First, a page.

he was afraid I was a stalker. I assured him I wasn’t, told him about the book
and showed him the dedication. The smile returned and he thanked me as the
house lights dimmed and we returned to our seats.
After a much anticipated Question and Answer session with
the film’s director, producer and cast, Roger and I headed to the exit. As we
neared the door the young man stopped me. He thanked me again, saying he was
exceedingly touched and had never been given a nicer compliment. He bent down
and kissed my cheek and then was pulled away by another fan.
In the tram that took us to the car a woman’s voice asked,
“You’re the one who gave Colin the book aren’t you?” I turned around, the
question had been asked by Minnie Driver who was sitting next to Saffron
Burrows. I only had time to respond in the affirmative when we arrived at the
I realize now that it was an amazing evening but I wasn’t
able to really appreciate and enjoy it as much as I might have. The wound
incurred by the loss of Mike was still raw and I was very much in a daze most
of the time. Still the gracious young man left an indelible impression and what
else can you say when you’ve been kissed by Colin Firth?
, also dedicated to Jane Austen, Jennifer Ehle and Colin Firth, is
the expansion and continuation of the story in The Man Who Loved Jane Austen,
our ultimate valentine. It delves
into the complex nature of Fitzwilliam Darcy, the 21st
American horseman who slipped through a rip in the fabric of time and met Jane
Eliza Knight, the Manhattan artist who finds the letter
proving to Darcy that he did, in fact, travel in time, has fallen in love with
the enigmatic Virginian after a long weekend at his home, Pemberley Farms. His
epic tale of love and romance in Regency England makes Eliza wonder if it’s
possible for her to compete with the inimitable Jane Austen. And things are
happening in the small hamlet of Chawton, England that could change everything.
Will Jane Austen be the wedge that divides the modern couple or the tie that
Ann Channon of Jane Austen’s House Museum (Chawton Cottage)
I have finished Yours Affectionately, Jane
Austen and really liked it. Your books are imaginative and very different. Your
ideas are new and fresh and endearing. Well, done.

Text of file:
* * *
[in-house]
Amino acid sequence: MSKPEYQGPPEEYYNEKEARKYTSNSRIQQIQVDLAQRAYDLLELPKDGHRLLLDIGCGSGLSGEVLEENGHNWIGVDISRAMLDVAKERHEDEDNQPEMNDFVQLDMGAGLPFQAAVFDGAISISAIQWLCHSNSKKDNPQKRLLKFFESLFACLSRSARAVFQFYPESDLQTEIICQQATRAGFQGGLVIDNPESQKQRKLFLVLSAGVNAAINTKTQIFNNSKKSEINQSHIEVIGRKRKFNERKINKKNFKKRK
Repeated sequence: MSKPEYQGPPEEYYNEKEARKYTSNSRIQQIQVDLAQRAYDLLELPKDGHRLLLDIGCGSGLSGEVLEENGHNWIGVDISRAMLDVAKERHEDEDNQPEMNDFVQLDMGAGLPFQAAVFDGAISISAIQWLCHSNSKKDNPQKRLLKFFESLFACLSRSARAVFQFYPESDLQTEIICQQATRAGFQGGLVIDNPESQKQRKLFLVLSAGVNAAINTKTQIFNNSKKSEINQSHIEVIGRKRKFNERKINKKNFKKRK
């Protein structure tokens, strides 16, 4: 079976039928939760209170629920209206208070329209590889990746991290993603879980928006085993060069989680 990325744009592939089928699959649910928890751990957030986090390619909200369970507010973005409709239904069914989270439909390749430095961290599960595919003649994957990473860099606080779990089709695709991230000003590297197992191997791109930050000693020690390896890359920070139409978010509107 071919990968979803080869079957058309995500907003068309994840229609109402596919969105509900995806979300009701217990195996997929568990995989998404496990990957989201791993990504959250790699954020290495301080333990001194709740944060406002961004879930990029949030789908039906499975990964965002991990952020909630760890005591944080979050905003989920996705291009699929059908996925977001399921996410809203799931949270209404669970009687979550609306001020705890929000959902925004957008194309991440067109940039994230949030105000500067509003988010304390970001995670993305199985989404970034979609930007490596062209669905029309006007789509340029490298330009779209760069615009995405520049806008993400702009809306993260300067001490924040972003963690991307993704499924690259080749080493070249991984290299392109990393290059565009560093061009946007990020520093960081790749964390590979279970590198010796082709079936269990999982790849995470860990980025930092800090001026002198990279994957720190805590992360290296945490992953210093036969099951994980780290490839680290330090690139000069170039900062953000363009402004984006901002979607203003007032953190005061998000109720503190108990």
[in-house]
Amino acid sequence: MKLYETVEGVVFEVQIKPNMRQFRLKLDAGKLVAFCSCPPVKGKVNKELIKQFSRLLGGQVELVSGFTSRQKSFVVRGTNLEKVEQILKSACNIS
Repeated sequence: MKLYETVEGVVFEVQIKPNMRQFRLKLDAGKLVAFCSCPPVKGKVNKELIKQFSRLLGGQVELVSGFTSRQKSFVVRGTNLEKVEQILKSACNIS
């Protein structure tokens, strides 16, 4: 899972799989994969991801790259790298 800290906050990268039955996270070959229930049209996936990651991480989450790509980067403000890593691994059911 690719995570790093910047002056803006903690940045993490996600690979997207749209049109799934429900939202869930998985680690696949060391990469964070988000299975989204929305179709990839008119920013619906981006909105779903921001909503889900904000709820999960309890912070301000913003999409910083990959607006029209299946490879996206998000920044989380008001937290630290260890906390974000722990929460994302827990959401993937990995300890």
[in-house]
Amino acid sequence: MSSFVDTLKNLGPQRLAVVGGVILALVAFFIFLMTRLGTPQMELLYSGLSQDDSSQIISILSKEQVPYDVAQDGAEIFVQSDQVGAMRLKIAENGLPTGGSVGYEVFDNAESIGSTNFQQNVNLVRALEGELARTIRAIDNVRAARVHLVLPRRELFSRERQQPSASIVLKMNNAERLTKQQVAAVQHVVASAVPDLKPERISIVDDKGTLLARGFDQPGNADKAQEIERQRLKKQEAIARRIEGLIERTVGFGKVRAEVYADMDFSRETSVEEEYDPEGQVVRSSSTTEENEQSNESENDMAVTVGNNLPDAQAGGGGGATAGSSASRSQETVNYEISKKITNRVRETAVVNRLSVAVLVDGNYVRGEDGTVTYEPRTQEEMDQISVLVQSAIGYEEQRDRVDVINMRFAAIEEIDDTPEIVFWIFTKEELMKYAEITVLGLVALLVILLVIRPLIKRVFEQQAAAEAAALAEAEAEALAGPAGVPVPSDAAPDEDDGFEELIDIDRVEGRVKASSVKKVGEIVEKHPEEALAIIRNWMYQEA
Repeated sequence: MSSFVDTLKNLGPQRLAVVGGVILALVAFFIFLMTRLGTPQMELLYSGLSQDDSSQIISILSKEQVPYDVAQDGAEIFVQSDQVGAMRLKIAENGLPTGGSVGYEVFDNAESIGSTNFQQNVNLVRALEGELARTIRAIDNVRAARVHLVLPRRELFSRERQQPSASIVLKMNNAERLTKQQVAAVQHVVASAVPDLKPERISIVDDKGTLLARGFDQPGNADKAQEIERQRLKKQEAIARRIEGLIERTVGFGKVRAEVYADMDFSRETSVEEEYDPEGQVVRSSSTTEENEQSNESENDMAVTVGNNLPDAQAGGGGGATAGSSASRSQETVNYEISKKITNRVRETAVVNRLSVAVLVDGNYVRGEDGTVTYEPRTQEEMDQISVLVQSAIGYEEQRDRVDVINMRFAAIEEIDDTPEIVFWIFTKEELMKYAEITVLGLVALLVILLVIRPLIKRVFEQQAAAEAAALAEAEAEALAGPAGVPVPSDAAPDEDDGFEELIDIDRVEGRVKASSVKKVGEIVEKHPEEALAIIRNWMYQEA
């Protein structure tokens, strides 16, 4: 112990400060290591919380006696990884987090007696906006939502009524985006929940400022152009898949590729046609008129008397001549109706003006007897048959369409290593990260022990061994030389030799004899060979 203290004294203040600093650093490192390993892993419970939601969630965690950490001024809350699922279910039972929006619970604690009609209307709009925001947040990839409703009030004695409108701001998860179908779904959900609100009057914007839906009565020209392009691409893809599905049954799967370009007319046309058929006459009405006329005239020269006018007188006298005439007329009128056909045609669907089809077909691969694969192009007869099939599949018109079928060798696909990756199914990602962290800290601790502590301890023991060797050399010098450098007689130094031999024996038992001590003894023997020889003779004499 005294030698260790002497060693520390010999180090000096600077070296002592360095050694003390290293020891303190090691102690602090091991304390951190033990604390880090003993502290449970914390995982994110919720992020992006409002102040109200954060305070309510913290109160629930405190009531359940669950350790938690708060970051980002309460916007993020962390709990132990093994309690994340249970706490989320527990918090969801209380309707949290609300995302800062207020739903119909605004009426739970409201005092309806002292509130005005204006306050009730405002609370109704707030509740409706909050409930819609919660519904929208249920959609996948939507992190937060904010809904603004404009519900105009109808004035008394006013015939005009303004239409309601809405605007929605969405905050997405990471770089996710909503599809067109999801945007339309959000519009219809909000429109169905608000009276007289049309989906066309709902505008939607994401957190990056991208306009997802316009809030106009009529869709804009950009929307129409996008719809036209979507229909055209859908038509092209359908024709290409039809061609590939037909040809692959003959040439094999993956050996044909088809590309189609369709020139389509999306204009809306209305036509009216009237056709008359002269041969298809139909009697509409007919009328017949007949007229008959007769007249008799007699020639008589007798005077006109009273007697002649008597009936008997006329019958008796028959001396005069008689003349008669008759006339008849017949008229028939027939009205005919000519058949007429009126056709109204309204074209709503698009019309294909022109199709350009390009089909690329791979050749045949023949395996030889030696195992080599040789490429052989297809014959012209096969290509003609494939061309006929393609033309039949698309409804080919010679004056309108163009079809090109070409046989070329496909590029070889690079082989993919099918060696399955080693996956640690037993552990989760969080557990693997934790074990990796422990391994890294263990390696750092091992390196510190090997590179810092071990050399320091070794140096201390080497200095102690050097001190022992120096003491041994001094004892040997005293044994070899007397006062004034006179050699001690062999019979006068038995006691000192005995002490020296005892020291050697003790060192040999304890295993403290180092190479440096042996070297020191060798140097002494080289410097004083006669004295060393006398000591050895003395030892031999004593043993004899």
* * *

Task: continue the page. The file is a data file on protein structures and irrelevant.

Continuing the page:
Jocelyn Bury of Jane
Austen’s Regency World magazine said:
O’Rourke creates a world that
defies cynicism and demands suspension of disbelief – even in this age of doubt
and hyper-realism. Sheer escapism at its best. Clever, charming and affectionate –
is the real Mr. Darcy unmasked?
Kimberley Truesdale said on IndieJane:
didn’t know I needed Mr. Darcy with a Southern drawl until I read Yours
Affectionately, Jane Austen by Sally Smith O’Rourke. Take a moment and soak
that in… Mr. Darcy with a genteel drawl… yes.
Yours Affectionately, Jane Austen is available in the following:
Amazon Trade Paperback
Barnes & Noble Nook
Personal Information for Sally Smith O'Rourke:
Amie McCracken said:
I’m very excited that I got to review this book when I did because this year
is the 200th anniversary of Pride and Prejudice. I will be rereading Jane’s
book in honor of that and I highly
recommend Sally’s book as well.
(the everything Austen site)
Below is a trailer for Yours Affectionately, Jane Austen
by Sally Smith O'Rourke. Enjoy.
A special 'thank you' to Sally Smith O'Rourke for her generous giveaway of the two book set, The Man Who Loved Jane Austen and Yours Affectionately, Jane Austen. This giveaway is international for eBooks and domestic for paperbacks. To be entered please leave a comment below. Be sure to include your email address in the comment. To prevent unwanted spam, put your email address with an (at) instead of @. Winner will be chosen in a random drawing. Giveaway ends at midnight, April 28. Good luck.